Enter a quick break to test out the sheets and pillows, at which point I stare at the ceiling and decide I should probably wipe off the ceiling fan at that exact minute.

About 20 minutes later I continue on with my journey of placing the top sheet on with equal amounts of sheet on either side of the bed.

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But no matter how hard I try, I end up walking back multiple times to pull the sheet a little bit more on one side before tucking it under the mattress.

If it’s too short on one side, I end up pulling the whole thing out when I get into bed. If I pull it too far up the front, my feet will poke out of the bottom and there’s a good chance I’ll wake up with the excess sheet wrapped around my head and panic that the cat’s trying to smother me.

Yup, still single, people.

Anyway, once sheet side distribution is complete, I triumphantly throw on the blanket with the flair of a matador waving his flag. After ensuring equal blanket distribution—see sheet step above—the task is finally complete a mere 45 minutes or so later.

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Holy sheet.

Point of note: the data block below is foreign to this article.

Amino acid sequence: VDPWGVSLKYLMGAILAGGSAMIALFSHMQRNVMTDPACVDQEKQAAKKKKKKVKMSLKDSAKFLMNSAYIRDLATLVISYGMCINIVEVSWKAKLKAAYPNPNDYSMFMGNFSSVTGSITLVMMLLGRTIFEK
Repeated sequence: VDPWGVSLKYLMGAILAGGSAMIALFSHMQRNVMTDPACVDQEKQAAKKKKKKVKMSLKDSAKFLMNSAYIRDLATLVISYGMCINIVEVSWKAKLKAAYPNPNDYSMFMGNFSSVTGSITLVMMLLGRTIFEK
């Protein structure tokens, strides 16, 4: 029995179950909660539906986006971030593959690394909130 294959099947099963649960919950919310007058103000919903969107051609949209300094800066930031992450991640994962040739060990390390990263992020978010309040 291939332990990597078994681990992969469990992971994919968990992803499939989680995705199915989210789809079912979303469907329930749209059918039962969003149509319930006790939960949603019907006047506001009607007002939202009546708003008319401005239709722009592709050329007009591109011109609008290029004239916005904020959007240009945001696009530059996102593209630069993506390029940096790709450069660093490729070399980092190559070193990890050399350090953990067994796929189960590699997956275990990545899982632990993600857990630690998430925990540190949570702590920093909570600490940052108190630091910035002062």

I’m exhausted just thinking about it, but at least now the bed will have sheets.

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A Letter to My New Vacuum

Hey there, bagless buddy!

Welcome to the family! Before you get too comfortable in the front hallway closet, I think I should let you know what you’re getting into and just who you’re dealing with here so we start out on the same page.

For a little background, I should let you know that I’m actually pretty excited about having you here. I’m a little OCD and I have to admit that there’s an odd, slightly-sick sense of satisfaction when you’re running the vacuum and hear it actually sucking up crap from the floor.While this means there was crap on the floor, this also means that the vacuum is doing its job and the floor will be clean again.